Man, the internet is great. I remember when I was in high school reading all of Mary Stewart’s books and thinking that I’d never find another good author to read. I still remember that dread of being without books. Then the library was my sole source of reading material, and now the whole world is open to me.

    Reply
  60. When I first started reading romance, I didn’t pay close attention to authors. I chose by plot, and I read every anthology I could find. Later, I used my favorite anthology stories as references to search for authors. My first MJP was probably “Mad, Bad, and Dangerous to Know” and then “The Wedding of the Century.” (Reading by marriage of convenience, don’t you know.) Those two plus “The Best Husband Money Can Buy” are still at the top of my favorite short stories list.
    Man, the internet is great. I remember when I was in high school reading all of Mary Stewart’s books and thinking that I’d never find another good author to read. I still remember that dread of being without books. Then the library was my sole source of reading material, and now the whole world is open to me.

    Reply
  61. From MJP:
    Thanks for all the lovely comments and reminiscences! I’ll admit that it’s rather feeble of me to invite people to say nice things, but an author thrashing around in the middle of a book needs positive strokes. 🙂
    Reggie definitely seems to have a fan club all his own. That is the most visceral book I’ve ever written, and I think that burned through in the story.
    As for the Fallen Angels–the new series I’m starting for Kensington is intended to be a somewhat similar series, hopefully without me repeating myself. Since book lengths are much shorter now, it maybe be hard to get as many layers in, but I’m doing my best.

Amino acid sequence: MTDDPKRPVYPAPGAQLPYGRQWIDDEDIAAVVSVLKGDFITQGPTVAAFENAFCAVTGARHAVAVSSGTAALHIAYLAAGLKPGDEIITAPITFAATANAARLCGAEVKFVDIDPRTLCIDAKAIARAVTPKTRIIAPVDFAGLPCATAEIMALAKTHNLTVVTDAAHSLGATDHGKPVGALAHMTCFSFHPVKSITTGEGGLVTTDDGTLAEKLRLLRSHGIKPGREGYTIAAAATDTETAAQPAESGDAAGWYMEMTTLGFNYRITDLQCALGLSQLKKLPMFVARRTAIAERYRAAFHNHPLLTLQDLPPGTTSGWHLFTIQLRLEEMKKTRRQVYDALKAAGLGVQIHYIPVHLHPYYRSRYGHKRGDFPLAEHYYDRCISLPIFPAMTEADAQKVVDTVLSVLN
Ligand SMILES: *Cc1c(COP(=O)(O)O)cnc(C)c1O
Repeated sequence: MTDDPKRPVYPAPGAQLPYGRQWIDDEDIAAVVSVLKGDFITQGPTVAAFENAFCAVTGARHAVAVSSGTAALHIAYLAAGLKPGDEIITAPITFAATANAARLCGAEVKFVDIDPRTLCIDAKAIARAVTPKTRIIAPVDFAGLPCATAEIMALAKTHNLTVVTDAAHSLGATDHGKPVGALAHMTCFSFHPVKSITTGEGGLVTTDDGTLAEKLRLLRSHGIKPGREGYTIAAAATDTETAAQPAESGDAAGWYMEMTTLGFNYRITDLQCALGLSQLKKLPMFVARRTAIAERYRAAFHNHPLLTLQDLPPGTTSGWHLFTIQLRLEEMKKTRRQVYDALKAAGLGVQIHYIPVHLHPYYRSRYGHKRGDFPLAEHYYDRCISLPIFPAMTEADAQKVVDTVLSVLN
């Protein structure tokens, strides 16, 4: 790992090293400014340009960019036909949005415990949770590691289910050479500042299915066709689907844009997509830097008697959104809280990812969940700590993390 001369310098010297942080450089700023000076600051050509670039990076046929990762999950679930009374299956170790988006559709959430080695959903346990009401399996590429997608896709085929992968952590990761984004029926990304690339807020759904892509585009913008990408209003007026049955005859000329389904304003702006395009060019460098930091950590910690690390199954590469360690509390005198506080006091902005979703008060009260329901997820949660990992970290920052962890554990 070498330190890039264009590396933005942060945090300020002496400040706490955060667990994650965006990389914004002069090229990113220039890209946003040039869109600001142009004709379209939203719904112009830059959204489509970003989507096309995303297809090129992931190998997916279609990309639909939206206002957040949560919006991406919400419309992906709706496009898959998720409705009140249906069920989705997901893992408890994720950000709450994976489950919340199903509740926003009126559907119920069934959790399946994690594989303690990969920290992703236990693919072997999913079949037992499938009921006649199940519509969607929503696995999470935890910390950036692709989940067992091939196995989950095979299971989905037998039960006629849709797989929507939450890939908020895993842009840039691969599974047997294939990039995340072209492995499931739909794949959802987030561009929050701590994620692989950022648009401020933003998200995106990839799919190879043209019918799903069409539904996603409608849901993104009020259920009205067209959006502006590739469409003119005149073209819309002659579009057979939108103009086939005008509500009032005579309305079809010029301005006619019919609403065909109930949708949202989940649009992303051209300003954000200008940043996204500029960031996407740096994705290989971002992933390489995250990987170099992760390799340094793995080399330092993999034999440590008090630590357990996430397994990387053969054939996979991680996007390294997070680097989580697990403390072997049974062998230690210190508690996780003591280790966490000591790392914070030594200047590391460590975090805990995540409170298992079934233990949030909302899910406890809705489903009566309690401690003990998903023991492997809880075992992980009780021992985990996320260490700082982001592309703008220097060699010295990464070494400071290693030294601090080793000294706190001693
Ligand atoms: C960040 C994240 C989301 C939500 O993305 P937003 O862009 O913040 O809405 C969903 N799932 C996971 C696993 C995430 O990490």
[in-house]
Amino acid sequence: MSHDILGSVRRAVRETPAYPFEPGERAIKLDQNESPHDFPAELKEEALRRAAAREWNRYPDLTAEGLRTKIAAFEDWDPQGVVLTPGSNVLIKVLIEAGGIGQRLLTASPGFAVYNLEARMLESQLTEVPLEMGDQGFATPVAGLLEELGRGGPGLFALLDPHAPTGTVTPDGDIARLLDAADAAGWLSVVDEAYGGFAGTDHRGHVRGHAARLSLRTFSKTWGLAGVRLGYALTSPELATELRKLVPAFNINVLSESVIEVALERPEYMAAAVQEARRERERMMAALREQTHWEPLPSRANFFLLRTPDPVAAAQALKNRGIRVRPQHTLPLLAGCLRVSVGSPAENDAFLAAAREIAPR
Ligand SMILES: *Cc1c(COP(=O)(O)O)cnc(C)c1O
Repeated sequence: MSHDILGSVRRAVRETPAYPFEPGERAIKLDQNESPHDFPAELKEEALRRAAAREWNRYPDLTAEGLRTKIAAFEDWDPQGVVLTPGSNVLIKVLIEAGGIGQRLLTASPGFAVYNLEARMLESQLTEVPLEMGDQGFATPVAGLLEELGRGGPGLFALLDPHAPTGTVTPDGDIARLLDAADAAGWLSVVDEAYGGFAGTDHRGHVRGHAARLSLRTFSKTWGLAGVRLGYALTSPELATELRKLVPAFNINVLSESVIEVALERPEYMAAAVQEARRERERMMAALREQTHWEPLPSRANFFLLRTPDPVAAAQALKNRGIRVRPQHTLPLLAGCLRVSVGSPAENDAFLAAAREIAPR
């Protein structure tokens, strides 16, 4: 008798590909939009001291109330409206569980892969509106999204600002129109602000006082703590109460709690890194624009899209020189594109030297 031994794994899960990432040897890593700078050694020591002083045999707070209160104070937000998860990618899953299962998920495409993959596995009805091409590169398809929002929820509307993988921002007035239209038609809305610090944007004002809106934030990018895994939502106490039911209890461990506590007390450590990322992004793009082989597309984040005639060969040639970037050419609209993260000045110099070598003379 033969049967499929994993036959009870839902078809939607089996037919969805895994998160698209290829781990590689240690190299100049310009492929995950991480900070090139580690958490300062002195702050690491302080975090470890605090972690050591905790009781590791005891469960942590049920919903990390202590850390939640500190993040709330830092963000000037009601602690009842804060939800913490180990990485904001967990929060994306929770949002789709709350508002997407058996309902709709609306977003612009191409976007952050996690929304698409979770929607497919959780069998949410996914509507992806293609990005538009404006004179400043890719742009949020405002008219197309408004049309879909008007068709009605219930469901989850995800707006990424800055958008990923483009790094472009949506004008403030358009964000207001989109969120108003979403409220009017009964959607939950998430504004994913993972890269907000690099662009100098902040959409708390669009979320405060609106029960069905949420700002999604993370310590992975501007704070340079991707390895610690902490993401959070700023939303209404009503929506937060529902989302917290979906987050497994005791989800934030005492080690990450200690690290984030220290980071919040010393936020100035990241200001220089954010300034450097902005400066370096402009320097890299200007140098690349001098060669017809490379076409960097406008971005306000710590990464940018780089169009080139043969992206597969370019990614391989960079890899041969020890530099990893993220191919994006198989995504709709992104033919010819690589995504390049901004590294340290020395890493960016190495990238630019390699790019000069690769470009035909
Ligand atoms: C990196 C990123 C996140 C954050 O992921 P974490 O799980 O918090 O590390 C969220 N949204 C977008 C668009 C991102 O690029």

Stephanie, I’m glad you enjoy the holiday novellas. They’re such a nice size to read during a busy season. I’m also very fond of The Christmas Cuckoo as well as all the ones you named.
    Merry, I’m glad that scene in The Diabolical Baron worked for you so well. I think it was Reggie’s sense of humor that turned him from a wallpaper villain into a tortured hero. He kept developing unexpected depths.
    As a side note, Elizabeth Peters/Barbara Michaels was writing romantic suspense at a time when there was almost no other RS on the market. The trick is to balance the romance and the suspense, and it’s not easy! But there are now some great romantic suspense authors that started out in straight romance.
    Elaine, you’re dead right about the contrarian streak. 🙂
    M. Elise, I love that your care packages of books got you to reading my stories. 🙂
    Mary K, your comment made me think of something I meant to say, but forgot. There can never be enough authors we adore, but a silver lining to the fact that the market is very difficult now is that the new authors who -do- get published tend to be very, very good. So there are always new possibilities.
    So thanks to all, and happy anniversary to Loretta and Jo, since they’re so close to the 20 year mark! Even our Word Wench “newbies,” the two Susans, are somewhere around 18 years, I think. We’re a tough lot of survivors!
    Mary Jo

    Reply
  62. From MJP:
    Thanks for all the lovely comments and reminiscences! I’ll admit that it’s rather feeble of me to invite people to say nice things, but an author thrashing around in the middle of a book needs positive strokes. 🙂
    Reggie definitely seems to have a fan club all his own. That is the most visceral book I’ve ever written, and I think that burned through in the story.
    As for the Fallen Angels–the new series I’m starting for Kensington is intended to be a somewhat similar series, hopefully without me repeating myself. Since book lengths are much shorter now, it maybe be hard to get as many layers in, but I’m doing my best.
    Stephanie, I’m glad you enjoy the holiday novellas. They’re such a nice size to read during a busy season. I’m also very fond of The Christmas Cuckoo as well as all the ones you named.
    Merry, I’m glad that scene in The Diabolical Baron worked for you so well. I think it was Reggie’s sense of humor that turned him from a wallpaper villain into a tortured hero. He kept developing unexpected depths.